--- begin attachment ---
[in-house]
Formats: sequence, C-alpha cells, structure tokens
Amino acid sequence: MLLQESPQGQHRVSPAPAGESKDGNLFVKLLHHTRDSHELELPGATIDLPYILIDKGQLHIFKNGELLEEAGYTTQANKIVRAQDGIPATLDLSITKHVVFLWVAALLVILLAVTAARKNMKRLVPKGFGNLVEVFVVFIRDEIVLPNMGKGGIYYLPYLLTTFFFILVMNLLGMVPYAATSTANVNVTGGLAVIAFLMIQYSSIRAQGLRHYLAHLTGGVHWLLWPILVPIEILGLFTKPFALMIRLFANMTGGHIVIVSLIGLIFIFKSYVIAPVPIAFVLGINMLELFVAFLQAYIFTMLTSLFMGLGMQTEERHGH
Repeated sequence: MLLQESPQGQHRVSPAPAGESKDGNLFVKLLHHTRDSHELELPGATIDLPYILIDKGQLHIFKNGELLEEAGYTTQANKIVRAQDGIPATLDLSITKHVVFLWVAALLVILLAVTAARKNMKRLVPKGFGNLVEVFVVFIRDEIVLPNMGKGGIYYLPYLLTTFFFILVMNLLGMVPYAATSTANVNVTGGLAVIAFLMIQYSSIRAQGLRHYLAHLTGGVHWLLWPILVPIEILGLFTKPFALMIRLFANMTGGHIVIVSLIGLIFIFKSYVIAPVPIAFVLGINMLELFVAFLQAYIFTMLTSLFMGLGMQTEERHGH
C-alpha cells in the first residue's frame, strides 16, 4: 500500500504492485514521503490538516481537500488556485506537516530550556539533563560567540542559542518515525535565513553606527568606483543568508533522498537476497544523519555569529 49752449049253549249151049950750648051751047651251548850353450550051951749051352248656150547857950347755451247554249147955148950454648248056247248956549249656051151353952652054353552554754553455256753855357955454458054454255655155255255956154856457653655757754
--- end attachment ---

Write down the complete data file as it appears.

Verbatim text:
[in-house]
Formats: sequence, C-alpha cells, structure tokens
Amino acid sequence: MLLQESPQGQHRVSPAPAGESKDGNLFVKLLHHTRDSHELELPGATIDLPYILIDKGQLHIFKNGELLEEAGYTTQANKIVRAQDGIPATLDLSITKHVVFLWVAALLVILLAVTAARKNMKRLVPKGFGNLVEVFVVFIRDEIVLPNMGKGGIYYLPYLLTTFFFILVMNLLGMVPYAATSTANVNVTGGLAVIAFLMIQYSSIRAQGLRHYLAHLTGGVHWLLWPILVPIEILGLFTKPFALMIRLFANMTGGHIVIVSLIGLIFIFKSYVIAPVPIAFVLGINMLELFVAFLQAYIFTMLTSLFMGLGMQTEERHGH
Repeated sequence: MLLQESPQGQHRVSPAPAGESKDGNLFVKLLHHTRDSHELELPGATIDLPYILIDKGQLHIFKNGELLEEAGYTTQANKIVRAQDGIPATLDLSITKHVVFLWVAALLVILLAVTAARKNMKRLVPKGFGNLVEVFVVFIRDEIVLPNMGKGGIYYLPYLLTTFFFILVMNLLGMVPYAATSTANVNVTGGLAVIAFLMIQYSSIRAQGLRHYLAHLTGGVHWLLWPILVPIEILGLFTKPFALMIRLFANMTGGHIVIVSLIGLIFIFKSYVIAPVPIAFVLGINMLELFVAFLQAYIFTMLTSLFMGLGMQTEERHGH
C-alpha cells in the first residue's frame, strides 16, 4: 500500500504492485514521503490538516481537500488556485506537516530550556539533563560567540542559542518515525535565513553606527568606483543568508533522498537476497544523519555569529 49752449049253549249151049950750648051751047651251548850353450550051951749051352248656150547857950347755451247554249147955148950454648248056247248956549249656051151353952652054353552554754553455256753855357955454458054454255655155255255956154856457653655757754